In Meg Meeker, M.D.'s book, 10 Habits of Happy Mothers, Habit #8 -- Find Ways to Live Simply -- is probably my favorite chapter so far. Admittedly, I was growing weary of reading and reporting on this book and it's "habits," but now I feel like I've bonded with the author.
She spends the first few pages of the chapter talking about how our lives are complicated through many ways, including too much stimulus, too many activities, and ridiculous expectations based on faulty beliefs. I agree with her totally.
Dr. Meeker explains that all of this busyness keeps us in fight-or-flight mode from the level of performance anxiety that we mothers (women in general, I think) feel. We are always pushing to do more, be more, and do it perfectly (or at least without losing our minds or damaging our kids in the process).
A symptom of this great problem -- living complicated lives -- is lack of peace. This manifests as physical exhaustion, coupled with thoughts that we never do enough.
I did the exercise that she suggested on page 159 and it was wonderful. She asks you to make a list of all that you expect of yourself, no holds barred. Then, make a list of your top ten goals for yourself, in order of priority with #1 being the most important to you. Next, she says to read over your expectations list several times (which was an eye opener for me) and then--ta-da!--rip it up and throw it away or burn it!
After banishing the expectations, you are to cross off everything from your goals list except the top three items (this is why it is important to make the top three your most important goals). Then, with the top three goals left, make a decision to only focus on those three for the next six months to a year.
What? Not work on anything else?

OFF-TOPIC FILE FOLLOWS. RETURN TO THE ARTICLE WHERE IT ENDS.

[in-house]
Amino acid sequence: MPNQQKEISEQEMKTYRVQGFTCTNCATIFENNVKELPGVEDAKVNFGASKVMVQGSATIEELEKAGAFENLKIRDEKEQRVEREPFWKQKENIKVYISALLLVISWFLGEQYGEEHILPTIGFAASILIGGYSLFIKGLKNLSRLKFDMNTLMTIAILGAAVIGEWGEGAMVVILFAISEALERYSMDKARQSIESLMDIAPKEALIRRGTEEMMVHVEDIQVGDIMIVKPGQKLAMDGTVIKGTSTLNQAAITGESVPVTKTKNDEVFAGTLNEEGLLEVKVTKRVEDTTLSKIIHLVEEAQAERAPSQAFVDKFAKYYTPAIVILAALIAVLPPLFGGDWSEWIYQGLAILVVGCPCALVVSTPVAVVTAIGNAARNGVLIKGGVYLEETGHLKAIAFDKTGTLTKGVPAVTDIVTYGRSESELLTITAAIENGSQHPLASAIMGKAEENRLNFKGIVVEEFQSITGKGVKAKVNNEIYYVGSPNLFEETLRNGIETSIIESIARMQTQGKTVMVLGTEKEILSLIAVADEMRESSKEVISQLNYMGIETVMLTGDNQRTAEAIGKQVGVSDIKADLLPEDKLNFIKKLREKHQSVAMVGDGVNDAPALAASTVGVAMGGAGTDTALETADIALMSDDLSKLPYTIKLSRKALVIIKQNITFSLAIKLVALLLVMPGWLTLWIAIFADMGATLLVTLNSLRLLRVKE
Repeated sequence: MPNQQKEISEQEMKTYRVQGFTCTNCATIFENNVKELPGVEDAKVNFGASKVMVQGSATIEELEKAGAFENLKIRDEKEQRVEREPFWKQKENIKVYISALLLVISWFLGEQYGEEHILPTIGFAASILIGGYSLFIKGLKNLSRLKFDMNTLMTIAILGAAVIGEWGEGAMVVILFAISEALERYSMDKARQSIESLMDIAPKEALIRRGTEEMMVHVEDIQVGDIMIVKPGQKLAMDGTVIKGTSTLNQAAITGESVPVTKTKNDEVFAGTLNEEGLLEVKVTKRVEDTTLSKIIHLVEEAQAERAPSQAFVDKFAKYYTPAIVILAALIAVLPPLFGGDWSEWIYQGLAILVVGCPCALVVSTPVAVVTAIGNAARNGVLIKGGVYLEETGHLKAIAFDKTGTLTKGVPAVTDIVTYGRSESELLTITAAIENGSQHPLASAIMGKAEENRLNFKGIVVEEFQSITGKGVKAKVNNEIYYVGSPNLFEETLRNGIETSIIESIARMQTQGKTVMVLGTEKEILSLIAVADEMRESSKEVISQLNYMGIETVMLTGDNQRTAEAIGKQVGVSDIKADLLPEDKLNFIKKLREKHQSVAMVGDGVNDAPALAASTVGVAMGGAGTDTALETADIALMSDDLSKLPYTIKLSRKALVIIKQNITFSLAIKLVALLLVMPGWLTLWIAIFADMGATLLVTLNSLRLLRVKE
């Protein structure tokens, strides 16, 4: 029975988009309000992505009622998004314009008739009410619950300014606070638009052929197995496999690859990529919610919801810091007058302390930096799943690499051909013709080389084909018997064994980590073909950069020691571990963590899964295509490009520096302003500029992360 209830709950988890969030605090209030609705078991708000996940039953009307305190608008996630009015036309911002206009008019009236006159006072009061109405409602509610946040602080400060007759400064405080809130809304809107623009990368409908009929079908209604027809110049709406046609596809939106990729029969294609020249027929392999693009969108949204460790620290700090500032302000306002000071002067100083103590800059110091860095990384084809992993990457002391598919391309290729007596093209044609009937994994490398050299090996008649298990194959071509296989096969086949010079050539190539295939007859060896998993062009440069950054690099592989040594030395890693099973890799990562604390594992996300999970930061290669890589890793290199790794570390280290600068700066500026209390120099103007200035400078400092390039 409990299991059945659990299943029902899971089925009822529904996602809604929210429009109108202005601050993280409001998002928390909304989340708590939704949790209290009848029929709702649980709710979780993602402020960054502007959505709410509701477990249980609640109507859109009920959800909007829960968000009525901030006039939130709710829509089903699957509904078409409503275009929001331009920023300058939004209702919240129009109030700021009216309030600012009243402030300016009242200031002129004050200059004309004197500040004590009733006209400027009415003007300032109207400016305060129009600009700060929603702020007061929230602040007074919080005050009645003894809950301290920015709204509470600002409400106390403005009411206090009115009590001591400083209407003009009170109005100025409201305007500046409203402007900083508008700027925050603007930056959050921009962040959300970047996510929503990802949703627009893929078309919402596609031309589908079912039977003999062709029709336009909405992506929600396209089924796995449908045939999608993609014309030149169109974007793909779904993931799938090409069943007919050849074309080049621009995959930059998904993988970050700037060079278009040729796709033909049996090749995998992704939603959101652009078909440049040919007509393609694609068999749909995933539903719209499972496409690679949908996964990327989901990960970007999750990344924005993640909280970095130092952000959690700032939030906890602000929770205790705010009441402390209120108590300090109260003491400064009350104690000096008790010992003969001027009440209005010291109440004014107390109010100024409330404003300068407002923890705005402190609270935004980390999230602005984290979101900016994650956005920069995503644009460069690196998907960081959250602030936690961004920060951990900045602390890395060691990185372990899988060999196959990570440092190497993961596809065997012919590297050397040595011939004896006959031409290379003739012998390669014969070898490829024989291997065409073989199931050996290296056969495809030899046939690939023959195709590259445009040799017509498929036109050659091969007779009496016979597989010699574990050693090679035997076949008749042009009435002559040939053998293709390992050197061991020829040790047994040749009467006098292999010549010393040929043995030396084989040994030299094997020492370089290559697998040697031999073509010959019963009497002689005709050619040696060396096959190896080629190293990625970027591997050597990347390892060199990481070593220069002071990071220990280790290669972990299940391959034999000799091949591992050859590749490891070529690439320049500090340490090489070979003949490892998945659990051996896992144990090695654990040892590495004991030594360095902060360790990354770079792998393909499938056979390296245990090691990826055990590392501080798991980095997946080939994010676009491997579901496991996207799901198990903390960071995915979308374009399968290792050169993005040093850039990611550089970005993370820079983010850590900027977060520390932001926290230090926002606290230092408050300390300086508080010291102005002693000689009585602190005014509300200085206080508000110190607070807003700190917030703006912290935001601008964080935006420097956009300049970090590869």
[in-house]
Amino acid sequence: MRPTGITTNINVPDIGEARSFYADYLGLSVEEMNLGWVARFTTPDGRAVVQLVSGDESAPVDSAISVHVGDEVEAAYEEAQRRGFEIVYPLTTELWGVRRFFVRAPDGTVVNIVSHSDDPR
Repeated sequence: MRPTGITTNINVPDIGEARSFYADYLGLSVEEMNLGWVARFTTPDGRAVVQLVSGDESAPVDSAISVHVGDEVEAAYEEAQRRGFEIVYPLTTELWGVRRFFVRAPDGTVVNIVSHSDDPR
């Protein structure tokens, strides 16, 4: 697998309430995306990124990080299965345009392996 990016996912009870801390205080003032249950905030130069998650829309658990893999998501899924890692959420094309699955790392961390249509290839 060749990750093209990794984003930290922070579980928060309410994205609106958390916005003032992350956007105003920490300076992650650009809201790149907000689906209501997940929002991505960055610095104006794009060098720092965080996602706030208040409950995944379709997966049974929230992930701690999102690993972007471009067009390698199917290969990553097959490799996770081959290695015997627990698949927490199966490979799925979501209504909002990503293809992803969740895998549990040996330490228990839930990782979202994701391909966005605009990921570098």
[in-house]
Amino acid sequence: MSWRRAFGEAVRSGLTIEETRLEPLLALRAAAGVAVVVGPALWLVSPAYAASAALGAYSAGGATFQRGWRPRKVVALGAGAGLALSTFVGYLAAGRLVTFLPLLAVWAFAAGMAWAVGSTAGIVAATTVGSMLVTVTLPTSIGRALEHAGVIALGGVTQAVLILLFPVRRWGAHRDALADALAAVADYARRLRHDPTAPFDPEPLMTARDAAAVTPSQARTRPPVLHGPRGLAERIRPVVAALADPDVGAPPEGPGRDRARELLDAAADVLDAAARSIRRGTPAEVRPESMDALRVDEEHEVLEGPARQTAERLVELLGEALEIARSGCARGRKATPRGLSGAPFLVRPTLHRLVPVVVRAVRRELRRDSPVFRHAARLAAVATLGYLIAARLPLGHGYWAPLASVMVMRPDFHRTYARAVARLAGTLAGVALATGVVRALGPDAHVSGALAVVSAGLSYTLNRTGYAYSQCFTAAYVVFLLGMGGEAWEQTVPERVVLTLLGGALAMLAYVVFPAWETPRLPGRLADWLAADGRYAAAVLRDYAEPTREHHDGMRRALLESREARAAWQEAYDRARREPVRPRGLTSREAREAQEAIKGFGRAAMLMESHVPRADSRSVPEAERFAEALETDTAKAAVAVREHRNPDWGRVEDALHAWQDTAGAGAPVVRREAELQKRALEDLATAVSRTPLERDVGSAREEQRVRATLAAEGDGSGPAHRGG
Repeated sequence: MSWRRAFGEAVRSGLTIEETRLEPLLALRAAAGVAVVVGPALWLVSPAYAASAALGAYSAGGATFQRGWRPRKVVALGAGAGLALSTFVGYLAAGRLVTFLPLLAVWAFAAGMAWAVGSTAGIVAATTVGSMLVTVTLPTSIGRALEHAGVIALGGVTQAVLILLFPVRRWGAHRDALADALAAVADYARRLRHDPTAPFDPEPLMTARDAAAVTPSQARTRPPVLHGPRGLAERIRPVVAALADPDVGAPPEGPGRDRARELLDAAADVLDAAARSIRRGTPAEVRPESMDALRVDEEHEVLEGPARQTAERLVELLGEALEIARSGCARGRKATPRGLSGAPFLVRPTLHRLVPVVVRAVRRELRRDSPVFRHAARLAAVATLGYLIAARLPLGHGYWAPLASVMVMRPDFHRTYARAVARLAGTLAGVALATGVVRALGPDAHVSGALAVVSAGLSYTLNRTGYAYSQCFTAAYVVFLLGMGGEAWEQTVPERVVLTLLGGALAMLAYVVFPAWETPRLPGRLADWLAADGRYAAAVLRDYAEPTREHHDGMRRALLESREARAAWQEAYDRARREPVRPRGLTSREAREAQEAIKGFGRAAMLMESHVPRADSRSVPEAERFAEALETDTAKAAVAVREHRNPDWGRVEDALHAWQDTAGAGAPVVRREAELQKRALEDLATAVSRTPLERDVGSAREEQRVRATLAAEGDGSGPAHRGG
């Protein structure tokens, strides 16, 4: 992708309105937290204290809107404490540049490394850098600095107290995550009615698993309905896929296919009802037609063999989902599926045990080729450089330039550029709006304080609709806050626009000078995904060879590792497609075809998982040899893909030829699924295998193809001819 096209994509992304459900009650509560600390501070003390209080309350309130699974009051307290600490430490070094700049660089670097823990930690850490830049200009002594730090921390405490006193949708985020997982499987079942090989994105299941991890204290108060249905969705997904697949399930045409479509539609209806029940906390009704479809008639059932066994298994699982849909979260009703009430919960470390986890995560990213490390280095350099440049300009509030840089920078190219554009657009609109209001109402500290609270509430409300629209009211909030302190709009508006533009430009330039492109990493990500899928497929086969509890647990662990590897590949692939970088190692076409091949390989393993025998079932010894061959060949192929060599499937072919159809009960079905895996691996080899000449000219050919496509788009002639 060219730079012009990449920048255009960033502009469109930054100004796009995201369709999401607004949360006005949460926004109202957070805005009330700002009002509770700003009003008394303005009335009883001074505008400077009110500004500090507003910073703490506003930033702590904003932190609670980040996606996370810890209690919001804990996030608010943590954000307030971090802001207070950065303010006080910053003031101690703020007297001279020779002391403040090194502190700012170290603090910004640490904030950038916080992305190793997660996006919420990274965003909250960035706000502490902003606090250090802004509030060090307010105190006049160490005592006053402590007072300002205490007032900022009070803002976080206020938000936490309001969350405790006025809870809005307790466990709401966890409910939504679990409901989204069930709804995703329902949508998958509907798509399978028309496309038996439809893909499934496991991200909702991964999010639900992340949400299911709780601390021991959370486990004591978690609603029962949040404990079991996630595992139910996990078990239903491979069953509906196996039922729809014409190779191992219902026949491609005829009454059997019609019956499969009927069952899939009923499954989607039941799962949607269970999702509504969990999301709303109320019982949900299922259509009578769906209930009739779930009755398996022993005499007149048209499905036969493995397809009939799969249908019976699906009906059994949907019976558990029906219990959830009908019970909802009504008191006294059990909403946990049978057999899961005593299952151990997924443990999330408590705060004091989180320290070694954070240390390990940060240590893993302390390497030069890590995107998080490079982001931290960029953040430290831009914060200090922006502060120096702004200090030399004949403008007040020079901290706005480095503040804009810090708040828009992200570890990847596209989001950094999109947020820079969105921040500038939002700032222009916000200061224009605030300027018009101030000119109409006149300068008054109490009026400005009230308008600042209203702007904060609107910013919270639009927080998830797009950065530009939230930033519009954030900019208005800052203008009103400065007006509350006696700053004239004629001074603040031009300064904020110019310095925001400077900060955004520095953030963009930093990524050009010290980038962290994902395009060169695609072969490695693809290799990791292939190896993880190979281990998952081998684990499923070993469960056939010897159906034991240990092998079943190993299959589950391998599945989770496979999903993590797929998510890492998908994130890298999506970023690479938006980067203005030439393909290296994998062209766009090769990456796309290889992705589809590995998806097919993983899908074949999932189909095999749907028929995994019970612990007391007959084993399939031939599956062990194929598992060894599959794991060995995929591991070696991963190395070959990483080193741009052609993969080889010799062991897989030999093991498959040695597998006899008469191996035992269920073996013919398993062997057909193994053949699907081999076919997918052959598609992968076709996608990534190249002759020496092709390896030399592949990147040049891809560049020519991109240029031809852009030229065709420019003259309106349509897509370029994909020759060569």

I realize that my top three goals encompass all that is important to me. So, because I have felt chronically tired from the weight of unmet expectations for myself (and I'm tired of not sleeping at night for worrying about all that I didn't get to that day or need to face the next day), I am prayerfully going to follow her advice and ask God for wisdom to only work on the top three goals.
Her habits she suggests for making your life simpler are:
1. Identify and really live your priorities (hence the "top three goals" exercise).
2. Change the way you talk -- "What we say affects the way we think, and the way we think affects the way we behave. Therefore, if we train the way we talk, we can actually change the way we feel and act" (Meeker 171, emphasis mine).
3. Loosen your grip -- Mostly self-explanatory. Stop trying to control everything and let God have control. That's not exactly how Dr. Meeker put it, but that's what I got out of it. My anxiety level takes a major dip when I practice Philippians 4:6-7:
"Be anxious for nothing, but in everything by prayer and supplication with thanksgiving let your requests be made known to God. And the peace of God, which surpasses all comprehension, will guard your hearts and your minds in Christ Jesus."